In the wake of Ben Roethlisberger’s knee surgery, Landry Jones will once again be thrust into a starting role – and Sunday versus New England should be his last chance to keep his job.
First thing’s first, however: I TOLD YOU SO! … Now that my ego has been stroked, back to the matter at hand.
The reaction to Jones starting has been equivalent to that of the apocalypse – maybe worse. And understandably so. Aside from last season’s victory over the Cardinals, in which Jones took over for the injured Mike Vick, the former Oklahoma Sooner has been dreadful.
Although he was drafted in 2013, Jones didn’t see regular season snaps until last season. He’s officially started two games but taken snaps in seven. In those games, Jones has completed 32/55 passes for 513 yards alongside a 3:4 touchdown-to-interception ratio.
These are not awful numbers, but it cannot be forgotten that Jones’ stats were inflated during the aforementioned win over Arizona. Martavis Bryant’s incredible 88-yard touchdown alone accounted for much of that. Minus the Cardinals game, Jones’ stats look like this: 24/43, 345 yards, one touchdown and four INTs.
Make no mistake: the win over Arizona was a fluke. Jones struggles mightily with the deep ball and panics quickly when the blitz comes. Who can forget when he stepped in for Roethlisberger in last year’s AFC Wild Card game and immediately vomited a pass right into Vontaze Burfict’s chest?
Landry “the landmine” Jones – set to implode at any moment!
Despite this, the Steelers have steadfastly ignored the backup quarterback situation. Bruce Gradkowski, once considered the undisputed #2, was cut this offseason after recurring injuries. Vick was also released after a largely cringeworthy 2015. Zach Mettenberger, winless in his ten starts as a pro, is now Jones’ backup.
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Harrowing indeed. Steelers management seem to think that Ben Roethlisberger is God himself. Is he the toughest player in the NFL? Probably, but he’s still a mortal man. Given Ben’s extensive injury history, it’s rather embarrassing that the Steelers haven’t found a trustworthy #2 by now.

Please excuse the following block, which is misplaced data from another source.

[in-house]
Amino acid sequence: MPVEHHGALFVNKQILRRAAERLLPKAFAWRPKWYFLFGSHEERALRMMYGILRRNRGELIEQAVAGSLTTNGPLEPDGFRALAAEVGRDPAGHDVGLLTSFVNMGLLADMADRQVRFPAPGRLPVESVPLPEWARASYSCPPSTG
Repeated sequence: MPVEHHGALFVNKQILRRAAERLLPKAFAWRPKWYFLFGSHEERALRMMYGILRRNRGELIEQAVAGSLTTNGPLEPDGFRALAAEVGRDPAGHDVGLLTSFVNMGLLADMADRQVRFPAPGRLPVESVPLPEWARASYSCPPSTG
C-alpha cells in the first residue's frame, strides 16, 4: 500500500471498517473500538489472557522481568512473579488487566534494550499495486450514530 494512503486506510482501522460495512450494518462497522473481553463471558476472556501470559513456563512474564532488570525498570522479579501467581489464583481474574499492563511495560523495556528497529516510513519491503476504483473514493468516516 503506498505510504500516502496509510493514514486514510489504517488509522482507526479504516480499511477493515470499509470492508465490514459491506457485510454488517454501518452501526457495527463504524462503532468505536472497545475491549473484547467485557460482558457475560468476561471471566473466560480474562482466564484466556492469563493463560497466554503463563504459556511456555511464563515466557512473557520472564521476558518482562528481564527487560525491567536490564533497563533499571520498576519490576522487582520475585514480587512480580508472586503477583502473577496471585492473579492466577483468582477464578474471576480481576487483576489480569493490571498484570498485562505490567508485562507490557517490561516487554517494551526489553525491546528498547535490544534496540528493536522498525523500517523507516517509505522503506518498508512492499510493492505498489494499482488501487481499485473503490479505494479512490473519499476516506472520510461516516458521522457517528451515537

The good news: Roethlisberger is expected to be back in time for week nine versus the Ravens. The bad: the Steelers face the Patriots this week, a game they wouldn’t win even if Ben was starting.
With a healthy Roethlisberger, Pittsburgh has a 5% chance of beating New England. With Jones in, a Steelers win is less likely than being struck by lightning while cashing a winning Powerball ticket. Thus, defeating the Patriots this Sunday doesn’t matter. What matters is how Landry Jones conducts the Steelers offense for 60 minutes.
Although a loss is predetermined, this game must serve as Landry’s last chance at staying on the Steelers roster.
There’s a high probability that Pittsburgh will be down three touchdowns by the end of the first quarter. Tom Brady is going to skin the Steelers defense alive. Start any Patriots offensive player you can find in fantasy.
Jones is going to have to throw early and often if Pittsburgh wants to keep this game remotely competitive. As such, he will have the perfect opportunity to show if he’s truly developed as an NFL quarterback or not. He may never be presented with such a golden platter again.
Keep turnovers to a minimum. Establish pocket presence. Deliver accurate passes and check down when necessary. Call for audibles when it’s clear the matchup favors the defense. Fundamental quarterbacking.
Mike Tomlin said he wants to lean on the run game in Roethlisberger’s absence. He should’ve had that attitude in Miami. This week must be all about Landry.
Jones should, at a minimum, attempt 35 passes on Sunday. The training wheels must come off. Will he keep the game competitive, or flounder early and establish a blowout for New England? The Steelers ought to require Jones throw for 275+ yards and at least two touchdowns if he wants to keep his job beyond 2016.
Landry Jones doesn’t have to beat the Patriots. What he must do is prove himself as a competent, trustworthy quarterback. If he can’t by now, he never will.
All stats via Pro Football Reference.